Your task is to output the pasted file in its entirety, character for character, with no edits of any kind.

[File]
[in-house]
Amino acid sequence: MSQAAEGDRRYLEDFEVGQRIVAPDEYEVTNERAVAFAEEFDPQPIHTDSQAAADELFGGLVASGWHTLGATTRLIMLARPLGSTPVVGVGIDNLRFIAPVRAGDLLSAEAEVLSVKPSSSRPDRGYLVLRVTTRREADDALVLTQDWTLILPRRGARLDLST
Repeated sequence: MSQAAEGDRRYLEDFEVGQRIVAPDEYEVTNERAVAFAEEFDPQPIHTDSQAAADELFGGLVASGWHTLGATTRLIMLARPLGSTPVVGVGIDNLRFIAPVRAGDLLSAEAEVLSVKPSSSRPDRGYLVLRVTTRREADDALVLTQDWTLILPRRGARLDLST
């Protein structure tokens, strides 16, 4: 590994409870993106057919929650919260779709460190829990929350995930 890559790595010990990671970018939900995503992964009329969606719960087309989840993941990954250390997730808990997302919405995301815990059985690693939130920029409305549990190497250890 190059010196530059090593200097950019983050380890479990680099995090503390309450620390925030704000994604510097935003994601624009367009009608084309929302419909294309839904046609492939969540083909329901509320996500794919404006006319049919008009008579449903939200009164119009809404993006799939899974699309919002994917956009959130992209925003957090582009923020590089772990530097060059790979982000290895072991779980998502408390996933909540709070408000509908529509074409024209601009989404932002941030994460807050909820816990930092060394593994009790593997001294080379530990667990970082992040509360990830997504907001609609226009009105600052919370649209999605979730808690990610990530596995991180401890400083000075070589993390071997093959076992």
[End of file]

[in-house]
Amino acid sequence: MSQAAEGDRRYLEDFEVGQRIVAPDEYEVTNERAVAFAEEFDPQPIHTDSQAAADELFGGLVASGWHTLGATTRLIMLARPLGSTPVVGVGIDNLRFIAPVRAGDLLSAEAEVLSVKPSSSRPDRGYLVLRVTTRREADDALVLTQDWTLILPRRGARLDLST
Repeated sequence: MSQAAEGDRRYLEDFEVGQRIVAPDEYEVTNERAVAFAEEFDPQPIHTDSQAAADELFGGLVASGWHTLGATTRLIMLARPLGSTPVVGVGIDNLRFIAPVRAGDLLSAEAEVLSVKPSSSRPDRGYLVLRVTTRREADDALVLTQDWTLILPRRGARLDLST
């Protein structure tokens, strides 16, 4: 590994409870993106057919929650919260779709460190829990929350995930 890559790595010990990671970018939900995503992964009329969606719960087309989840993941990954250390997730808990997302919405995301815990059985690693939130920029409305549990190497250890 190059010196530059090593200097950019983050380890479990680099995090503390309450620390925030704000994604510097935003994601624009367009009608084309929302419909294309839904046609492939969540083909329901509320996500794919404006006319049919008009008579449903939200009164119009809404993006799939899974699309919002994917956009959130992209925003957090582009923020590089772990530097060059790979982000290895072991779980998502408390996933909540709070408000509908529509074409024209601009989404932002941030994460807050909820816990930092060394593994009790593997001294080379530990667990970082992040509360990830997504907001609609226009009105600052919370649209999605979730808690990610990530596995991180401890400083000075070589993390071997093959076992």